With a combination of the music of Rodgers and Hart, along with a look at the relationship between power and sex, a new version of the musical Pal Joey opens the Arkansas Repertory Theatre’s 38th season this weekend.
The world premiere musical is being described as a “reconceived version” of Richard Rodgers and Lorenz Hart’s Pal Joey, which debuted in 1940, but is perhaps best known as a 1957 film that starred Frank Sinatra.
Songs from the 1940 production which include “Bewitched, Bothered and Bewildered” and “I Could Write a Book,” plus other Rodgers and Hart classics, “The Lady Is a Tramp,” “Glad To Be Unhappy” and “Sing for Your Supper,” propel the musical, which has a new book by Patrick Pacheco, based on the short stories and original libretto by John O’Hara.
Peter Schneider, who won a Tony Award as the producer of The Lion King on Broadway, is directing Pal Joey. He spent 17 years at the Walt Disney Co., first as head of the animation department in 1985 and later head of the movie studio in 1999. He produced an award-winning 2009 documentary, Waking Sleeping Beauty, which told the story of Disney animation from 1984-94.
“We’ve been working on it for about five and a half years,” says Schneider of Pal Joey. “It’s an interesting study on charismatic men, who are ambitious and talented, whatever their flaws might be. In reconceiving the play, we reduced the cast from 25 to 12, adding a new character, Ted, and gave the show more of a jazzy be-bop feeling.”
The play is set in 1948 in post-World War II America, where there was a booming economy and new found hope for black Americans, thanks to President Harry Truman’s integrating the armed forces and the arrival of Jackie Robinson marking the end of all white major league baseball.
Pacheco, who wrote the show’s book (and also wrote Waking Sleeping Beauty for Schneider), considers Pal Joey to be all about connection and people’s universal desire to connect.
“Everybody in this play wants to connect because to connect means to be seen,” Pacheco says. “It’s in the collision of all that sex, ambition, love and longing that makes Pal Joey such a potboiler of emotion, that makes the journey that every character embarks on in this play such a slippery slope.
“Their songs are all about yearning … Joey is a revolutionary - he doesn’t know his place. He’s going to change his place. And in that he is the quintessential American. We are an optimistic people. It’s part of our DNA. And it’s a quintessential part of the American musical: Gypsy, Funny Girl, How to Succeed in Business Without Really Trying and Pal Joey. All these musicals have a main character who is saying: ‘Everything’s coming up roses,’ ‘I’m the greatest star,’ ‘I believe in you’ and, in Joey’s case, ‘ I’m gonna own a nightclub, I’m going to be noticed!’”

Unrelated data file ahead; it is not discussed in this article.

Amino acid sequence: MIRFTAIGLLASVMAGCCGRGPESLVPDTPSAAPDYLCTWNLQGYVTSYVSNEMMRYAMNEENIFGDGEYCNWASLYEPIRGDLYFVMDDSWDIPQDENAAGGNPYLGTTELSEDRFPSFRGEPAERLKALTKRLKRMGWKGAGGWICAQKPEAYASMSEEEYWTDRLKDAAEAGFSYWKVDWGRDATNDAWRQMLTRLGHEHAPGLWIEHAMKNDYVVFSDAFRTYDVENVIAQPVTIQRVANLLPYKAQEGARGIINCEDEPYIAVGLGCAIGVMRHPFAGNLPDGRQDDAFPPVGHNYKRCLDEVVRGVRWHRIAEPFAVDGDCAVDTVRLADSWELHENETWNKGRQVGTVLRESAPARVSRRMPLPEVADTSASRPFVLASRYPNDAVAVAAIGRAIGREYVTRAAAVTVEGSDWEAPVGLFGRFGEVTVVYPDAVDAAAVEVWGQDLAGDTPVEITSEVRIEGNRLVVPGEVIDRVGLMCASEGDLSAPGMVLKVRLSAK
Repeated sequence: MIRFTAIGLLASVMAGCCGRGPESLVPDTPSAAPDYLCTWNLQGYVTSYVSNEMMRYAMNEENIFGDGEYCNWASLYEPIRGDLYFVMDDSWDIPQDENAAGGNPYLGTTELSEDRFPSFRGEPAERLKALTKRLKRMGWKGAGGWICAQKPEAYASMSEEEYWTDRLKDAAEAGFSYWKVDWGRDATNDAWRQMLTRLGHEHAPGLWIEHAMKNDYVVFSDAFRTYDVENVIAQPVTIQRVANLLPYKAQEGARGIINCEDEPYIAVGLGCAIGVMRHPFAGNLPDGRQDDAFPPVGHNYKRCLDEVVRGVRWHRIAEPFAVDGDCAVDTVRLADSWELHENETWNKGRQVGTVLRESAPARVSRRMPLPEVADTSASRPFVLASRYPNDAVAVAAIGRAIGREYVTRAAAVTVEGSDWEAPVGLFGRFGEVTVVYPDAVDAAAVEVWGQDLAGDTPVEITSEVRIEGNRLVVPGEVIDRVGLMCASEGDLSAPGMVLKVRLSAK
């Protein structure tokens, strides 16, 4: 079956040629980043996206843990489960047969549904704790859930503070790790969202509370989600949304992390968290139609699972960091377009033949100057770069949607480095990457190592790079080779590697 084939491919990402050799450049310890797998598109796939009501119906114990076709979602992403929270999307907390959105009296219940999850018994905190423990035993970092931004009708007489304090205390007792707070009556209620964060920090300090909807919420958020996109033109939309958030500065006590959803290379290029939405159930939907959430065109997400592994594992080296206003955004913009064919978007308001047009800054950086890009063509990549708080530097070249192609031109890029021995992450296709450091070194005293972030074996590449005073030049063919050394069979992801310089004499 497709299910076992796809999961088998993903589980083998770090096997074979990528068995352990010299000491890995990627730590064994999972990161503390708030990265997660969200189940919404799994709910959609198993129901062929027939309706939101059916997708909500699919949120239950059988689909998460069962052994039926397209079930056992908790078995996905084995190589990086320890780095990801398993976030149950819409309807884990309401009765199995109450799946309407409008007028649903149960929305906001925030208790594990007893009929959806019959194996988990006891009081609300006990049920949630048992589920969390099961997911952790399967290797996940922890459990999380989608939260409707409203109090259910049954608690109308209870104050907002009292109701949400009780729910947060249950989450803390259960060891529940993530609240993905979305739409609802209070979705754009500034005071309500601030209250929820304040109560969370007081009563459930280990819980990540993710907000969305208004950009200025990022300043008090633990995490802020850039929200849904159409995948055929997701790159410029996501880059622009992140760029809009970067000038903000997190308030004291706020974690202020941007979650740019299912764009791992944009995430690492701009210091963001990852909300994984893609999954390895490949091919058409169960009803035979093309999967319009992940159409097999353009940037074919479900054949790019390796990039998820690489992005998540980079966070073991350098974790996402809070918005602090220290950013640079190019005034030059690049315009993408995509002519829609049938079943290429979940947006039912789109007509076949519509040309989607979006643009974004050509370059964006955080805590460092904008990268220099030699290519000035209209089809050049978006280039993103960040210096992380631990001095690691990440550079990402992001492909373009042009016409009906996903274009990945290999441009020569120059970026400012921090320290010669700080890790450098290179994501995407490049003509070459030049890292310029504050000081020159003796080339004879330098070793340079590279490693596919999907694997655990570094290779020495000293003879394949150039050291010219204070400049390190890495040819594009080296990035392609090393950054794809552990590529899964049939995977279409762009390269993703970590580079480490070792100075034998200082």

The show centers on Joey, a young black entertainer; Ted, a jazz-loving white pianist in the Chicago nightclub where the show is staged; Vera, a young, rich white woman, and Linda, a black working girl.
The cast features Jonas Cohen as Ted, Erica Hanrahan-Ball as Vera, Stephanie Umoh as Linda and Clifton Oliver as Joey.
“There is a conflict between the two female characters, but we come to a resolution,” Umoh says. “The show is the literary definition of romantic, I’d say. It’s the most beautiful thing, and for every character, the stakes are high.”
Cohen, who plays Ted, notes that the O’Hara stories on which the show is based were written to an unseen friend named Ted.
“Maybe he envied Ted, who wasn’t the sharpest guy,” Cohen says. “He always signed his letters, ‘Your pal Joey.’ We now know that Ted was based on Lorenz Hart, the lyric writer, who once said, ‘I could have been a genius, if I cared.’ He didn’t believe in himself enough to really let his art fly.”
The Rep’s producing artistic director, Bob Hupp, and the cast will engage in a panel discussion of the play in the Clinton School of Public Service’s Distinguished Speaker Series, from noon to 1 p.m. today. For reservations, call the school, 1200 President Clinton Ave., at (501) 683-5239.
Hupp and Schneider will discuss the musical from 6:15 to 6:45 p.m. today before the play’s preview performance at 7 p.m.
7 p.m. today, 8 p.m. Friday and Saturday, and 2 and 7 p.m. Sunday, with performances at 7 p.m. Wednesdays and Thursdays, 8 p.m. Fridays and Saturdays and 2 and 7 p.m. Sundays, through Sept. 29, Arkansas Repertory Theatre, Sixth and Main streets, Little Rock
Preview performance: 7 p.m. today with pre-show director’s talk from 6:15 to 6:45 p.m.
Tickets: $30-$60; ($5 off advance purchases through today)
Sign-interpreted performance for the hearing impaired: Wednesday (Sept. 11 only)
Weekend, Pages 36 on 09/05/2013
Print Headline: Rep staging ‘reconceived’ ’40s musical Pal Joey